Judicial Reform

Oral trials begin in Federal District with implementation of new justice reforms

Federal District Mayor Miguel Ángel Mancera Espinosa, second from left, announced the launch of oral trials in the capital on January 16. Photo: Cuartoscuro.
Federal District Mayor Miguel Ángel Mancera Espinosa, second from left, announced the launch of oral trials in the capital on January 16. Photo: Cuartoscuro.

02/01/15 (written by cmolzahn) — Beginning Friday, January 16, the Federal District (Distrito Federal, DF) implemented its new justice reform package, which ushers in oral trials for non-federal crimes (fuero común) considered to be non-serious (no graves). The change, which comes as part of the 2008 federal judicial reforms that mandate that all Mexican states and the DF transition to an accusatorial justice system by June 2016, is intended to streamline the justice system and reduce backlogs, while ensuring the rights of all parties involved and the transparency of the judicial process. The new process will apply only to alleged crimes committed on or after January 16.

When there exists an alleged crime with such classification, which would include property damage, breaking and entering, and sexual harassment, both parties will attempt to reach a resolution via mediation for payment of reparations. If this is not possible, the case will then go to trial, where both parties will present their cases orally and a judge will issue a sentence. To date, 38 judges have been trained to begin oral trials proceedings in the DF. Moreover, the DF Attorney General’s Office (Procuraduría General de Justicia del Distrito Federal, PGJDF) announced the creation of a special litigation office (Fiscalía de Litigación), which will employ 40 facilitators who will intervene in the early stages of the investigation to help streamline the process.

Implementation of the reforms for all states as well as the DF requires a substantial investment, including the construction of new courtrooms, training personnel from police officers up to judges, as well as those working in the DF penitentiary system. That said, the Federal District is on par with some of the slower states in implementing the federally mandated reforms, thus officials there have been quite vocal in touting the recent implementation. Authorities say that serious crimes (delitos graves) will be folded into the new system in the middle of the current year.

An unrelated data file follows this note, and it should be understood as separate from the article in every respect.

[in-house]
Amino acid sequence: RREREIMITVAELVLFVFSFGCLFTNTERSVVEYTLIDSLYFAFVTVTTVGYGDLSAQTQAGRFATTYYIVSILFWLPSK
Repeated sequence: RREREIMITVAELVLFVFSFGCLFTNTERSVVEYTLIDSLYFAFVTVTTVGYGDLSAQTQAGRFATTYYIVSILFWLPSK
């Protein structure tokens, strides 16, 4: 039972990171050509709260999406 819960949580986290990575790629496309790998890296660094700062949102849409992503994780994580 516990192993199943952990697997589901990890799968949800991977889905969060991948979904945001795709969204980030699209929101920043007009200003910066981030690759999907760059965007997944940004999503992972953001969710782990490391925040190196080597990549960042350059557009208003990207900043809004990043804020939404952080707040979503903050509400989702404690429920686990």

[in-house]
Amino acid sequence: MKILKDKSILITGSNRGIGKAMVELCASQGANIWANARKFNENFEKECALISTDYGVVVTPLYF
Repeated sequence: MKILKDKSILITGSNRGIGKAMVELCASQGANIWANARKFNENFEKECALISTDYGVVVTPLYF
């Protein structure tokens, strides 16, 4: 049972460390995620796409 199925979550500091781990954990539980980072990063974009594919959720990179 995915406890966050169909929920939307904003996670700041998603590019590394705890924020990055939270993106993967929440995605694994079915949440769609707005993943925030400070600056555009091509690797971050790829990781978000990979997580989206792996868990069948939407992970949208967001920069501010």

As of January 20, there were 161 preliminary investigations (carpetas de investigación) and 38 mediation proceedings open in the DF, according to DF Attorney General Rodolfo Ríos. He added that three mediation agreements had been reached, and that more were expected. On January 28, the DF saw its first oral hearing, a case against a man charged with negligent homicide (homicidio culposo agravado), who had struck three cyclists with his car three days earlier, killing one. Dozens were in attendance to witness the trial, including the chief justice of the DF Superior Court (Tribunal Superior de Justicia del DF), Edgar Elías Azar, and DF Mayor (jefe de gobierno) Miguel Ángel Mancera Espinosa. The hearing lasted about an hour, and the defendant was ordered released with bail, pending his eventual trial.


Fuentes, David. “Inician juicios orales para delitos no graves.” El Universal. January 16, 2015.

“El DF abre su nuevo sistema de justicia penal con juicios orales.” CNN México. January 16, 2015.

Díaz, Omar. “Suman 161 investigaciones con nuevo sistema penal del DF.” La Crónica de Hoy. January 19, 2015.

Viale Toledo, Oscar. “Realizan primer juicio oral en el DF; abordan homicidio culposo.” La Crónica de Hoy. January 28, 2014.

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